Bernard Middleton

Last time I attended the Society of Bookbinders Conference in England I had the great pleasure of sitting right between Bernard Middleton and Don Etherington. Bernard was a lovely and generous man and I was extremely saddened to hear the news of his death last week. Please read this tribute to his life and contribution to bookbinding from the Society of Bookbinders President Dominic Riley.

“It is with tremendous sadness that we report the news that our Patron and friend, Bernard Middleton, has died. He was 94. Bernard was one of the most influential and respected bookbinders of our time.


During his extraordinarily long career Bernard touched the lives of bookbinders everywhere. He was an inspiration to generations of people who came into the craft, as a scholar and historian, as a pioneer of restoration, and as a leading light in the world of design binding.


Bernard followed his father into bookbinding, training at the Central School of Arts and Crafts and the British Museum. After military service, he finished his apprenticeship, attended evening classes at the London School of Printing, and soon afterwards began teaching at the Royal College of Art and LSP. For two years he was manager at the famous firm of Zaehnsdorf’s, then in 1953 he and Dora set up in business for themselves in Soho.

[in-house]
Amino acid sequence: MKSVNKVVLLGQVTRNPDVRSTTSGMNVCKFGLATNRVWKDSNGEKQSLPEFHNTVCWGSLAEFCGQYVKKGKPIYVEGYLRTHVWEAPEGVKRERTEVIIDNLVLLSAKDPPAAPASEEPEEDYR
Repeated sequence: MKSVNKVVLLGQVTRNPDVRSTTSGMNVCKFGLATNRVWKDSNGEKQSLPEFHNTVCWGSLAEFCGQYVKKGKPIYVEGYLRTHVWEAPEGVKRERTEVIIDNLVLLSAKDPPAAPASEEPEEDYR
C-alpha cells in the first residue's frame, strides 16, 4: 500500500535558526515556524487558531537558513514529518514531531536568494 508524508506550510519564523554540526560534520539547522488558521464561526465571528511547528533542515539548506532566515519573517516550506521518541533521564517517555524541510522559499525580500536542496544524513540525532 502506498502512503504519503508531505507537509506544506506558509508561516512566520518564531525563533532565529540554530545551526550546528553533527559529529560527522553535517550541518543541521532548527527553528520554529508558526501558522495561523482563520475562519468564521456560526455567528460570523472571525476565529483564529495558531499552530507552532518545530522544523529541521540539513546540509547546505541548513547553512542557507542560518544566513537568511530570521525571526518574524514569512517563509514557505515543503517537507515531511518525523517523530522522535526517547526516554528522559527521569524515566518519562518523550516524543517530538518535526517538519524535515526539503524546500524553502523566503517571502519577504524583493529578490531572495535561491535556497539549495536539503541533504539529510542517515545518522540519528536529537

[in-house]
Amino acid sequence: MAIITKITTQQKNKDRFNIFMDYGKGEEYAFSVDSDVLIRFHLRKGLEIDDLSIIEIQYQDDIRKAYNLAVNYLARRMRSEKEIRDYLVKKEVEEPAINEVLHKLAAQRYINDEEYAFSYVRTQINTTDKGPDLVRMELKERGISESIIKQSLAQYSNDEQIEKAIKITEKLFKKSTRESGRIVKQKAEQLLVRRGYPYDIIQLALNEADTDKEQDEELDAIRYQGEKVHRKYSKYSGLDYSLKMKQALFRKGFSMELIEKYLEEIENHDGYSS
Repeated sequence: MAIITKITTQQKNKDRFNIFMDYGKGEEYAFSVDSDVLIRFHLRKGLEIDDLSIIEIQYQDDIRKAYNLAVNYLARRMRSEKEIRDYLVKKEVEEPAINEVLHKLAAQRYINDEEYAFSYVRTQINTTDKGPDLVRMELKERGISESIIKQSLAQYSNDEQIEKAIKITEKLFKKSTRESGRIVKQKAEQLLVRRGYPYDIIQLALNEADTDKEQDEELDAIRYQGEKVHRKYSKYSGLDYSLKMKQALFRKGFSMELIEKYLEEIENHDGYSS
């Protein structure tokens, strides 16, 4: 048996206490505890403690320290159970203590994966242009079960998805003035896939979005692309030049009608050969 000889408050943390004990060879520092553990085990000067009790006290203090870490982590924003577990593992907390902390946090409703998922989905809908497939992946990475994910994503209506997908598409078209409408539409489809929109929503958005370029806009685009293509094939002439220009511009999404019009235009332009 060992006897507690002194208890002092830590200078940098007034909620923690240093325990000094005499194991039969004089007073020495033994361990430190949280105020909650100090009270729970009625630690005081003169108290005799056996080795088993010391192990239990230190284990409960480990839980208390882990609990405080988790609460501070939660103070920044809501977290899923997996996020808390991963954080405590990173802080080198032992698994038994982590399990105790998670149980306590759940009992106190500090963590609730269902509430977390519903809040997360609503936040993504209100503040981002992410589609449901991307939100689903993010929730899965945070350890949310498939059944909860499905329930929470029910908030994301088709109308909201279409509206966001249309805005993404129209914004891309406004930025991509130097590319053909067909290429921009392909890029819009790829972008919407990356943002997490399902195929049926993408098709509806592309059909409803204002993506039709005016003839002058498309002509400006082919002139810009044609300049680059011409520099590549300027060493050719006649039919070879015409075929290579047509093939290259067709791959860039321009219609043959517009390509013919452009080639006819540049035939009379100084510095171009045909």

Since 1960 Bernard lived and worked in Clapham, south London.


Bernard’s work as a restorer was legendary: collectors and book sellers all over the world marvelled as his mastery. He also, more than any of his contemporaries, developed a passion for the history of the craft. His large library of books on bookbinding enabled him to write many articles on the subject, and in 1963, his great work, A History of English Bookbinding Technique was published. Bernard’s book collection is now housed at the Carey Library at the Rochester Institute of Technology in New York. In 2000 RIT hosted a memorable conference to celebrate its opening.


Bernard’s other major book was The Restoration of Leather Bindings, which summed up all he had learnt or developed at the bench. This remains an invaluable guide to many who make their living restoring books.


Bernard was a founder member of the Guild of Contemporary Bookbinders (later Designer Bookbinders). He was a Fellow and President of DB, and honourary Fellow and patron of SoB.


Above all he was a courteous, modest and gentle man, and a great friend to many. He will sadly missed.


Dominic Riley, President, SoB”